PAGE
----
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Story in Sheridan County, Wyoming — The American West (Mountains)
 

Wagon Box Fight

Wyoming

 
 
Wagon Box Fight Marker image. Click for full size.
By Bill Coughlin, July 24, 2015
1. Wagon Box Fight Marker
Inscription.
      In August 1867, a war party of hundreds of Sioux and Cheyenne warriors, led by Ogallala chief Red Cloud, left their camp on the Big Horn River, hoping to destroy military posts along the Bozeman trail. Some of the warriors rode toward Fort C. F. Smith, while others approached Fort Phil Kearny.

      Soldiers under the command of Captain James W. Powell, Company C, 27th Infantry, had been assigned to guard civilian woodcutters on Piney Island, approximately six miles west of Fort Phil Kearny. The firm of Proctor and Gilmore, which supplied Fort Phil Kearny with timber and fuel, hauled wood from Piney Island to the fort on the chassis of wagons from which the wagon boxes had been removed. The woodcutters had used the wagon boxes, made of one-inch thick pine, to build a corral for the protection of their livestock and for the storage of their supplies.

      On the morning of August 2, 1867, Red Cloud’s warriors launched a two-pronged assault on the wagon box corral and on a woodcutters’ camp a short distance away. Vastly outnumbered, Captain Powell’s force of 32 men took cover in the wagon box corral and prepared to defend their position. Armed with new breech-loading Springfield-Allin and Spencer rifles, Captain Powell and his men repelled repeated charges by the war party. After hours of intense fighting, a
Wagon Box Fight Marker image. Click for full size.
By Bill Coughlin, July 24, 2015
2. Wagon Box Fight Marker
relief force under the command of Major Benjamin Smith arrived on the scene. The Indians abandoned the field after Major Smith’s troops fired on them with howitzers. The battle left three soldiers and three civilians dead and two wounded. Indian losses are uncertain, but were estimated by Captain Powell at about sixty dead and 120 wounded. The army abandoned its Bozeman Trail forts in the summer of 1868, and they were subsequently burned to the ground by Red Cloud and his warriors.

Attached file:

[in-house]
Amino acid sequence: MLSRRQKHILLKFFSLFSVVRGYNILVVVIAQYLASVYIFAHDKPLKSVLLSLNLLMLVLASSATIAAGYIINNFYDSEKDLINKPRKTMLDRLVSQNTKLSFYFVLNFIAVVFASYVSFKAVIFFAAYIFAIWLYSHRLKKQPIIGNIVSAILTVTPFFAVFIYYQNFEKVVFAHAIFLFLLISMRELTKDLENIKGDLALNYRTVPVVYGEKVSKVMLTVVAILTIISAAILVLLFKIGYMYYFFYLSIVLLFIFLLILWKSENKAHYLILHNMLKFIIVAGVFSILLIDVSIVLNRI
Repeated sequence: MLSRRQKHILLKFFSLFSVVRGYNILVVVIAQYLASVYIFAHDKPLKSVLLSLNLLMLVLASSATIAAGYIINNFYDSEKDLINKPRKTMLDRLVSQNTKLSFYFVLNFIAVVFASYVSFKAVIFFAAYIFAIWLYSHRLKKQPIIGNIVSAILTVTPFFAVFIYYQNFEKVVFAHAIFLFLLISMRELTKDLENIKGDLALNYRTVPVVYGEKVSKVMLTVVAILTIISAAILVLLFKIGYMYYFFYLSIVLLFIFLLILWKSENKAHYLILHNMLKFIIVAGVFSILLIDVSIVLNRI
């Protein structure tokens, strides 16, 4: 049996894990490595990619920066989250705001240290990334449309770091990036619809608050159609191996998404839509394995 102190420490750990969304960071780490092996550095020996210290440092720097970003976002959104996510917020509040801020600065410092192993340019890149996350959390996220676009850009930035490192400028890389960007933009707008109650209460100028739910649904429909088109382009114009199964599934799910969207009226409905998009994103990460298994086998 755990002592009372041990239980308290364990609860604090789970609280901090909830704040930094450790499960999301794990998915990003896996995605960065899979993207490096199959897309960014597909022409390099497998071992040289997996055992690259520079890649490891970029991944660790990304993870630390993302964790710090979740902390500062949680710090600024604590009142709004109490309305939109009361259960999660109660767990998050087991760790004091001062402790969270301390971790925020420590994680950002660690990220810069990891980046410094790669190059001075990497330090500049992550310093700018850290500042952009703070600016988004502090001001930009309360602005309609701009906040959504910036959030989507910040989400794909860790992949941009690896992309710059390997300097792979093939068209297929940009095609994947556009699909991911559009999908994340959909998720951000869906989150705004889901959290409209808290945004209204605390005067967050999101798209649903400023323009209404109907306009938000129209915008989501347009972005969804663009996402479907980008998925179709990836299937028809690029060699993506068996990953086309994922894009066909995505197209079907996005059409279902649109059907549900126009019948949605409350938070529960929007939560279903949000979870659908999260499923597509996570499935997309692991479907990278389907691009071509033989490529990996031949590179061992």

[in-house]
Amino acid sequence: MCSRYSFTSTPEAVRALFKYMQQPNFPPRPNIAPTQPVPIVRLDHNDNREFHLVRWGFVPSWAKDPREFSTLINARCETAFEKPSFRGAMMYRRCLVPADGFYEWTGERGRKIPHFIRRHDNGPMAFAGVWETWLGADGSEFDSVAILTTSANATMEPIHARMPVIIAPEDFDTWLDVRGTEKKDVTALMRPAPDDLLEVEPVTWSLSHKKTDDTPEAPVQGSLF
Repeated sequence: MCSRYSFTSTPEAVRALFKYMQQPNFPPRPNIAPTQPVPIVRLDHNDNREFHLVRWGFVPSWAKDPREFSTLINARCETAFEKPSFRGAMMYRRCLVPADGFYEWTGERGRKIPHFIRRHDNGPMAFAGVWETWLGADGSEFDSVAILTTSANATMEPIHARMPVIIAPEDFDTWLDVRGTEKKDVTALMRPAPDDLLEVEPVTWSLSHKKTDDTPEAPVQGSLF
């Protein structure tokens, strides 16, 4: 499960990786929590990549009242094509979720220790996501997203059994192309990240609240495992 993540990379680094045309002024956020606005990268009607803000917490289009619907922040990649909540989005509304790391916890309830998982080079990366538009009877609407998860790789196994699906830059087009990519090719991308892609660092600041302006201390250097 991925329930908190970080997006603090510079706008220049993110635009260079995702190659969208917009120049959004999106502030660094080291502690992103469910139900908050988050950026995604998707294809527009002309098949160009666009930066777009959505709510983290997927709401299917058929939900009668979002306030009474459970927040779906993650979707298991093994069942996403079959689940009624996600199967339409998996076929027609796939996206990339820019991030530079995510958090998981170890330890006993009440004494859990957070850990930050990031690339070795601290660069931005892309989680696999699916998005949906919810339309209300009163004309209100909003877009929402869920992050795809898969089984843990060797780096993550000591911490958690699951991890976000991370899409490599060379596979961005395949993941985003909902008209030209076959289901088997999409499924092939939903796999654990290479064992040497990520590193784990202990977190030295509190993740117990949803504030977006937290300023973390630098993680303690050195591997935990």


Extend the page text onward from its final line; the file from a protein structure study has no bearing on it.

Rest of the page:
Location. 44° 33.499′ N, 106° 53.899′ W. Marker is in Story, Wyoming, in Sheridan County. Marker can be reached from Wagon Box Road. Touch for map. Marker is located in Wagon Box Fight State Historic Site. Marker is in this post office area: Story WY 82842, United States of America.
 
Other nearby markers. At least 8 other markers are within walking distance of this marker. Red Cloud’s Victory (within shouting distance of this marker); To Save the Powder River Country (within shouting distance of this marker); The Wagon Box Fight: Continuing Controversies (within shouting distance of this marker); Wood Cutting: A Hazardous Harvest (within shouting distance of this marker); The Battle, August 2, 1867 (within shouting distance of
Wagon Box Fight Marker image. Click for full size.
By Bill Coughlin, July 24, 2015
3. Wagon Box Fight Marker
this marker); The Aftermath: Two Versions of Victory (within shouting distance of this marker); Valor in Attack (within shouting distance of this marker); A Fight to Survive (within shouting distance of this marker). Touch for a list and map of all markers in Story.
 
Related markers. Click here for a list of markers that are related to this marker. See all of the markers found on the Wagon Box Fight walking trail.
 
Also see . . .  The Wagon Box Fight, 1867. Account of the battle from the Wyoming State Historical Society. (Submitted on July 24, 2015, by Bill Coughlin of North Arlington, New Jersey.) 
 
Categories. Wars, US Indian
 
Wagon Box Fight Marker image. Click for full size.
By Bill Coughlin, July 24, 2015
4. Wagon Box Fight Marker
Wagon Box Fight State Historic Site image. Click for full size.
By Bill Coughlin, July 24, 2015
5. Wagon Box Fight State Historic Site
The Wagon Box Fight marker is located in Wagon Box Fight State Historic Site.
 
 
Credits. This page was last revised on June 16, 2016. This page originally submitted on July 24, 2015, by Bill Coughlin of North Arlington, New Jersey. This page has been viewed 236 times since then and 47 times this year. Photos:   1, 2, 3, 4, 5. submitted on July 24, 2015, by Bill Coughlin of North Arlington, New Jersey.
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